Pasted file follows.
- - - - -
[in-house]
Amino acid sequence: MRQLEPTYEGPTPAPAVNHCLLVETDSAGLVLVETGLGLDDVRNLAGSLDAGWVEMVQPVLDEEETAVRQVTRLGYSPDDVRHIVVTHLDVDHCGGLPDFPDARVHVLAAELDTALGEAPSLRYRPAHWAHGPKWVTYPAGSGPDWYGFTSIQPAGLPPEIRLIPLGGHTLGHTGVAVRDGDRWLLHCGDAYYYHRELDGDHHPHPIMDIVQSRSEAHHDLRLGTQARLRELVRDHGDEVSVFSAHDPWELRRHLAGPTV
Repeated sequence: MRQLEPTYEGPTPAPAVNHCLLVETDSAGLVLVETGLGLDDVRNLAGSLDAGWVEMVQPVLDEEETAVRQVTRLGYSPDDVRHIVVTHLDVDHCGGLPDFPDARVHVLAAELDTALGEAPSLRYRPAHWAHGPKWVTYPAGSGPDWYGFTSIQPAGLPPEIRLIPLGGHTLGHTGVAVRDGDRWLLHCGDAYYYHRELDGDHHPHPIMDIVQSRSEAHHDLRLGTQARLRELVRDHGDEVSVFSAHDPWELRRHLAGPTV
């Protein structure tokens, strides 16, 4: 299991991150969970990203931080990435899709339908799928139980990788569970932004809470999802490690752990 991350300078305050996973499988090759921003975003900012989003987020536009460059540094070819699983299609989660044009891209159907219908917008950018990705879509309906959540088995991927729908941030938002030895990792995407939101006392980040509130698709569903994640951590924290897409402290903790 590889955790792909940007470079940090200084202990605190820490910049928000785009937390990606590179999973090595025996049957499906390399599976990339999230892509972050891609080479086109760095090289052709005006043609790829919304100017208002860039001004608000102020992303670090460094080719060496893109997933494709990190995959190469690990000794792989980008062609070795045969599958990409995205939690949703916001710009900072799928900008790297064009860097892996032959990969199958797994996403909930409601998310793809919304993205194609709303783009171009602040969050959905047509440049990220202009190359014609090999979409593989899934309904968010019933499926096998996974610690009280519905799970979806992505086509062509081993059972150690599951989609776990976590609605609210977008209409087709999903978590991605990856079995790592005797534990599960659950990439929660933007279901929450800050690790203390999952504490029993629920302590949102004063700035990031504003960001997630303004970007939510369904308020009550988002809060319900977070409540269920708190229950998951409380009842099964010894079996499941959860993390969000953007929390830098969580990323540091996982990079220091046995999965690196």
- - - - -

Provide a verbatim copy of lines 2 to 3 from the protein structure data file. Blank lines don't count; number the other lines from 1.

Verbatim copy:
Amino acid sequence: MRQLEPTYEGPTPAPAVNHCLLVETDSAGLVLVETGLGLDDVRNLAGSLDAGWVEMVQPVLDEEETAVRQVTRLGYSPDDVRHIVVTHLDVDHCGGLPDFPDARVHVLAAELDTALGEAPSLRYRPAHWAHGPKWVTYPAGSGPDWYGFTSIQPAGLPPEIRLIPLGGHTLGHTGVAVRDGDRWLLHCGDAYYYHRELDGDHHPHPIMDIVQSRSEAHHDLRLGTQARLRELVRDHGDEVSVFSAHDPWELRRHLAGPTV
Repeated sequence: MRQLEPTYEGPTPAPAVNHCLLVETDSAGLVLVETGLGLDDVRNLAGSLDAGWVEMVQPVLDEEETAVRQVTRLGYSPDDVRHIVVTHLDVDHCGGLPDFPDARVHVLAAELDTALGEAPSLRYRPAHWAHGPKWVTYPAGSGPDWYGFTSIQPAGLPPEIRLIPLGGHTLGHTGVAVRDGDRWLLHCGDAYYYHRELDGDHHPHPIMDIVQSRSEAHHDLRLGTQARLRELVRDHGDEVSVFSAHDPWELRRHLAGPTV